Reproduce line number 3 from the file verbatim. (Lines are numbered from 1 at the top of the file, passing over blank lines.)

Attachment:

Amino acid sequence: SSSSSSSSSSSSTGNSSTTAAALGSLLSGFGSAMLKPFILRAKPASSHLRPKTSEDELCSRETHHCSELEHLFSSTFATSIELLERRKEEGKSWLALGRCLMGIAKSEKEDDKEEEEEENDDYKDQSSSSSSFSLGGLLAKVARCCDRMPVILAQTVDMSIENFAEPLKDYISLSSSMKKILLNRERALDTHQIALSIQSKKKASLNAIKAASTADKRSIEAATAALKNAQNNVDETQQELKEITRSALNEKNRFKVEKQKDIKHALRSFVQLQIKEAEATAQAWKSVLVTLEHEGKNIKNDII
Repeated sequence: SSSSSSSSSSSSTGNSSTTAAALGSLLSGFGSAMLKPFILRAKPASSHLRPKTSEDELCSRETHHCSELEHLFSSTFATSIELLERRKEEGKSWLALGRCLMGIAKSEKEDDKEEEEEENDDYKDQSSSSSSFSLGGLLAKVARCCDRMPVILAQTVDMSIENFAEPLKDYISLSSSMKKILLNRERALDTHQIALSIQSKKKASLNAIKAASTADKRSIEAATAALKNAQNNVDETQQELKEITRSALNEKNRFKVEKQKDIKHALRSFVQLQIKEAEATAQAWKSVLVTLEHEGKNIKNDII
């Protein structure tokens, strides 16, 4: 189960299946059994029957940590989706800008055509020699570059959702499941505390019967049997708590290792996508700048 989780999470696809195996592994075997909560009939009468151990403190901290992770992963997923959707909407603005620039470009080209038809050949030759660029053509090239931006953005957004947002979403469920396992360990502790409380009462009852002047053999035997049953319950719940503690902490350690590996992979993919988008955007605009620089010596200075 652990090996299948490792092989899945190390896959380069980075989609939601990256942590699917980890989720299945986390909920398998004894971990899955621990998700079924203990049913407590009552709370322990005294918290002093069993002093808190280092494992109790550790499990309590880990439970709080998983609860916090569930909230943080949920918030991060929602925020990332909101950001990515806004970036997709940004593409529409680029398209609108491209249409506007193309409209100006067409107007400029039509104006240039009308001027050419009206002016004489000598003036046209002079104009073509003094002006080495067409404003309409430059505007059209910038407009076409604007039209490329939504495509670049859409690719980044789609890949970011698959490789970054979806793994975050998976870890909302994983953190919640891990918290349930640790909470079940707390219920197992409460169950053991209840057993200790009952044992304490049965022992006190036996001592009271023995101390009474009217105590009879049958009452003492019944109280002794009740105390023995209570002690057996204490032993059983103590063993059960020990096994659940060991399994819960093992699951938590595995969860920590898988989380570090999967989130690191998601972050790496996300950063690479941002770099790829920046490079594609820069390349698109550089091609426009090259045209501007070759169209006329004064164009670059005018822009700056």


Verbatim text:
């Protein structure tokens, strides 16, 4: 189960299946059994029957940590989706800008055509020699570059959702499941505390019967049997708590290792996508700048 989780999470696809195996592994075997909560009939009468151990403190901290992770992963997923959707909407603005620039470009080209038809050949030759660029053509090239931006953005957004947002979403469920396992360990502790409380009462009852002047053999035997049953319950719940503690902490350690590996992979993919988008955007605009620089010596200075 652990090996299948490792092989899945190390896959380069980075989609939601990256942590699917980890989720299945986390909920398998004894971990899955621990998700079924203990049913407590009552709370322990005294918290002093069993002093808190280092494992109790550790499990309590880990439970709080998983609860916090569930909230943080949920918030991060929602925020990332909101950001990515806004970036997709940004593409529409680029398209609108491209249409506007193309409209100006067409107007400029039509104006240039009308001027050419009206002016004489000598003036046209002079104009073509003094002006080495067409404003309409430059505007059209910038407009076409604007039209490329939504495509670049859409690719980044789609890949970011698959490789970054979806793994975050998976870890909302994983953190919640891990918290349930640790909470079940707390219920197992409460169950053991209840057993200790009952044992304490049965022992006190036996001592009271023995101390009474009217105590009879049958009452003492019944109280002794009740105390023995209570002690057996204490032993059983103590063993059960020990096994659940060991399994819960093992699951938590595995969860920590898988989380570090999967989130690191998601972050790496996300950063690479941002770099790829920046490079594609820069390349698109550089091609426009090259045209501007070759169209006329004064164009670059005018822009700056």